Clinton Questioned about How He Avoided Military ServiceBy Paul West
The Baltimore Sun
Arkansas Gov. Bill Clinton's presidential campaign was sidetracked again Thursday, this time over new questions about how he avoided military service at the height of the Vietnam War.
For Clinton, the issue is not new -- it first surfaced when he entered politics in the 1970s.
Besieged by reporters at campaign stops in Manchester and Nashua, the governor gave a calm but forceful defense of his behavior, 23 years ago. Clinton said that, after first attempting to avoid conscription, he decide to expose himself to the draft. He was never called because he drew a high number in the 1969 draft lottery.
But proposed reforms in the draft system, widely publicized at the time Clinton was changing his draft status, raise questions about whether he thought he was putting himself at risk.
Retired Col. Eugene Holmes, then the commander of the Army ROTC program at the University of Arkansas, was quoted in Thursday's Wall Street Journal as saying that Clinton, then a Rhodes Scholar at Oxford University in England, "was able to manipulate things" so that he was not conscripted in the fall of 1969. He told the paper that Clinton had misled him into thinking he would be returning to Arkansas within a couple of months, rather than spending the entire academic year in England.
Clinton, disagreeing, says he does not know why Holmes, now 75, would make such a statement. He says the ROTC commander had encouraged him to go back for his second year at Oxford, since he could not attend ROTC training camp until the following summer.
Both men agree that during the summer of 1969, Clinton told Holmes he intended to enroll at the Arkansas law school and wanted to join the ROTC program there. Instead, Clinton went to Yale Law School and never joined ROTC.
As a result of his oral commitment to join the ROTC, Clinton got a draft deferment for September and October 1969, the two months he had been told that he was likely to be called up.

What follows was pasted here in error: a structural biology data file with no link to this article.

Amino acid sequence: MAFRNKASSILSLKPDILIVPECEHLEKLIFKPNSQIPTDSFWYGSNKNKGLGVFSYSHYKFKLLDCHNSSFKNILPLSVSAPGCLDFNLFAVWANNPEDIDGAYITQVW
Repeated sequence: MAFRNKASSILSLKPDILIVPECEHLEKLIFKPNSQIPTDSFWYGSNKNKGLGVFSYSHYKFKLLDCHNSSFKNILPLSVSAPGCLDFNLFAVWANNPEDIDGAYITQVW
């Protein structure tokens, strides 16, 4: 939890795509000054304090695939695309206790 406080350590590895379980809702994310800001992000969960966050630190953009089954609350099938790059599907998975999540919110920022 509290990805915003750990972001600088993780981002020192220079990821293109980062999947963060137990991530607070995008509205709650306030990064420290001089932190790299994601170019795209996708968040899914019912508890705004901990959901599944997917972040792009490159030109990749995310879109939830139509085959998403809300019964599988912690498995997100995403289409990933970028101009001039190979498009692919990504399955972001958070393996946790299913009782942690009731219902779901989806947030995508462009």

In September or October 1969, he says he changed his mind and decided not to join the ROTC unit, and was classified as draft-eligible on Oct. 30, 1969.
At the time Clinton backed out of his commitment to join the ROTC, which would have required him to go on active duty after finishing law school, the Selective Service system was in turmoil, as President Nixon struggled to ease anti-war sentiment on college campuses.
On Sept. 19, 1969, following meetings with top House and Senate leaders, Secretary of Defense Melvin Laird announced that Nixon intended to sign an executive order exempting those ages 20 through 26, which included Clinton, from the proposed draft lottery.
Another change affecting Clinton, announced Oct. 1, allowed graduate students already in school to finish their academic year, even if they were called for induction.
Clinton says he decided to give up his ROTC deferment that month because he "felt badly" about having a deferment that would last four years, since several former classmates had already lost their lives in the war.
By the time the lottery took place, on Dec. 1, 1969, the rules had changed again and Clinton was in danger of being drafted. But he drew number 311; no one with a number higher than 195 was ever called.
Clinton, who strongly opposed the war, said Thursday, "I was not seeking to avoid military service."